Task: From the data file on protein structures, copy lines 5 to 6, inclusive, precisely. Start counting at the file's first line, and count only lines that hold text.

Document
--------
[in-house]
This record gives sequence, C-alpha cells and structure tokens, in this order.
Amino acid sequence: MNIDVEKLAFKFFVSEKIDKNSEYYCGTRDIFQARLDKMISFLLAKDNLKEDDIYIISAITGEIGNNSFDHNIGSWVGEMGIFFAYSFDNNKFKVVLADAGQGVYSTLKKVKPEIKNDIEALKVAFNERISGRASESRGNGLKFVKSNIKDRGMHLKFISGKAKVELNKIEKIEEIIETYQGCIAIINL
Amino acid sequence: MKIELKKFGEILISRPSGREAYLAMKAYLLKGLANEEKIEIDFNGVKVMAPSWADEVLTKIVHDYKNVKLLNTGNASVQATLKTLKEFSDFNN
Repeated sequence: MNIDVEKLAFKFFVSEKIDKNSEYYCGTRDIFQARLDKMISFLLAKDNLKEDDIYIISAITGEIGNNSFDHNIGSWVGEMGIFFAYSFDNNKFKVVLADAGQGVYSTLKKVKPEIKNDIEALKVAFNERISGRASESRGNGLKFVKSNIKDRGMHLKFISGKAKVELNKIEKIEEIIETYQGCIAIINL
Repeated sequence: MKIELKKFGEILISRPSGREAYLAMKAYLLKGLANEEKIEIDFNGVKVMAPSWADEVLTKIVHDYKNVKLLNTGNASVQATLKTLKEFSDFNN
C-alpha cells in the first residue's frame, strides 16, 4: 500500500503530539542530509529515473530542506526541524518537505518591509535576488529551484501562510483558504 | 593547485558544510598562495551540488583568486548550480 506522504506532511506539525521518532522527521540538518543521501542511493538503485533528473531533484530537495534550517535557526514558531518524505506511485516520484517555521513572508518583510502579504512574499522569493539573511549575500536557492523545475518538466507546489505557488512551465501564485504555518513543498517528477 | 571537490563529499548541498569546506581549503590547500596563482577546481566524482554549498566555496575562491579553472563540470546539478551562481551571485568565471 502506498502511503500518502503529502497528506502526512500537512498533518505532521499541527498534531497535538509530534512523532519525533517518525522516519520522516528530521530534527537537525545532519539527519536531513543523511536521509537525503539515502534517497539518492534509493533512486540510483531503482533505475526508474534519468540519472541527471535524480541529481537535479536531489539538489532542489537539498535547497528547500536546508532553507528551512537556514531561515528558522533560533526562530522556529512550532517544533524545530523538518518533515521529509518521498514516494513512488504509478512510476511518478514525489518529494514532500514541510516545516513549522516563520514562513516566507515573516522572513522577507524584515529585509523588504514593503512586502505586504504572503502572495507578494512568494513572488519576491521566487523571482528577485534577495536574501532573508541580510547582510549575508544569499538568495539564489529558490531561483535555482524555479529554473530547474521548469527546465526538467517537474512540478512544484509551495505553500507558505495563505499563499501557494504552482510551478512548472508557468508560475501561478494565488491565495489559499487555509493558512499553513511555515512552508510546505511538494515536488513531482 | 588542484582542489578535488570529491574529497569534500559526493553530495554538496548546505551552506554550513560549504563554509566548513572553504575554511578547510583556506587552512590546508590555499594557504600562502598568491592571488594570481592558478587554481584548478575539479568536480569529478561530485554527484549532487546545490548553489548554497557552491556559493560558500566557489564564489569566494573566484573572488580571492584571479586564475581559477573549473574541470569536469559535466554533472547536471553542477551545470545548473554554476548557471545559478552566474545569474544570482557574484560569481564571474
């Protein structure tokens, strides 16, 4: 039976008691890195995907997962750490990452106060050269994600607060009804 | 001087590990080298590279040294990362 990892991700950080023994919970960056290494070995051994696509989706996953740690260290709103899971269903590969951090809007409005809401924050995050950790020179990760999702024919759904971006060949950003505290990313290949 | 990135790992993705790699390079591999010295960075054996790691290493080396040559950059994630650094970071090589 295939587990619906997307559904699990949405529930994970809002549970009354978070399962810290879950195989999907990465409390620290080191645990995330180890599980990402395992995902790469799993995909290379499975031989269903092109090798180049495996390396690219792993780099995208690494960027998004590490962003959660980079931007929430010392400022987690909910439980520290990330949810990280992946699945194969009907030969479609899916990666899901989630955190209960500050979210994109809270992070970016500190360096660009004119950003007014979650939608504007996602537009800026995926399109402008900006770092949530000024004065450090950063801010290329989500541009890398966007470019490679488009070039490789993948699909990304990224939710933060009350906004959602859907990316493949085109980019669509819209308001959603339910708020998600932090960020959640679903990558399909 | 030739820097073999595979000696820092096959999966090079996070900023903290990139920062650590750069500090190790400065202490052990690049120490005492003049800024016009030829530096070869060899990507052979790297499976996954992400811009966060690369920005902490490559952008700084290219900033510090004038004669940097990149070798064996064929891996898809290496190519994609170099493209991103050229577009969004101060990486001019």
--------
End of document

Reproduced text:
Repeated sequence: MNIDVEKLAFKFFVSEKIDKNSEYYCGTRDIFQARLDKMISFLLAKDNLKEDDIYIISAITGEIGNNSFDHNIGSWVGEMGIFFAYSFDNNKFKVVLADAGQGVYSTLKKVKPEIKNDIEALKVAFNERISGRASESRGNGLKFVKSNIKDRGMHLKFISGKAKVELNKIEKIEEIIETYQGCIAIINL
Repeated sequence: MKIELKKFGEILISRPSGREAYLAMKAYLLKGLANEEKIEIDFNGVKVMAPSWADEVLTKIVHDYKNVKLLNTGNASVQATLKTLKEFSDFNN